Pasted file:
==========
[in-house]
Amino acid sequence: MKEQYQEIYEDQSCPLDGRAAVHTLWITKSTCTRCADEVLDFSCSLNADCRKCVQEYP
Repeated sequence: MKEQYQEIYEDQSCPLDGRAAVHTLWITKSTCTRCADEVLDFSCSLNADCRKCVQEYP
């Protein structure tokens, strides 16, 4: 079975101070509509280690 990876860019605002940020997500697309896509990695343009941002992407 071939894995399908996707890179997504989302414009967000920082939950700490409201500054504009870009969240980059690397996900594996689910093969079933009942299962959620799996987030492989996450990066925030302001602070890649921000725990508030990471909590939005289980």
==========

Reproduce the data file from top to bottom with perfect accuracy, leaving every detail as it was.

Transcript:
[in-house]
Amino acid sequence: MKEQYQEIYEDQSCPLDGRAAVHTLWITKSTCTRCADEVLDFSCSLNADCRKCVQEYP
Repeated sequence: MKEQYQEIYEDQSCPLDGRAAVHTLWITKSTCTRCADEVLDFSCSLNADCRKCVQEYP
């Protein structure tokens, strides 16, 4: 079975101070509509280690 990876860019605002940020997500697309896509990695343009941002992407 071939894995399908996707890179997504989302414009967000920082939950700490409201500054504009870009969240980059690397996900594996689910093969079933009942299962959620799996987030492989996450990066925030302001602070890649921000725990508030990471909590939005289980």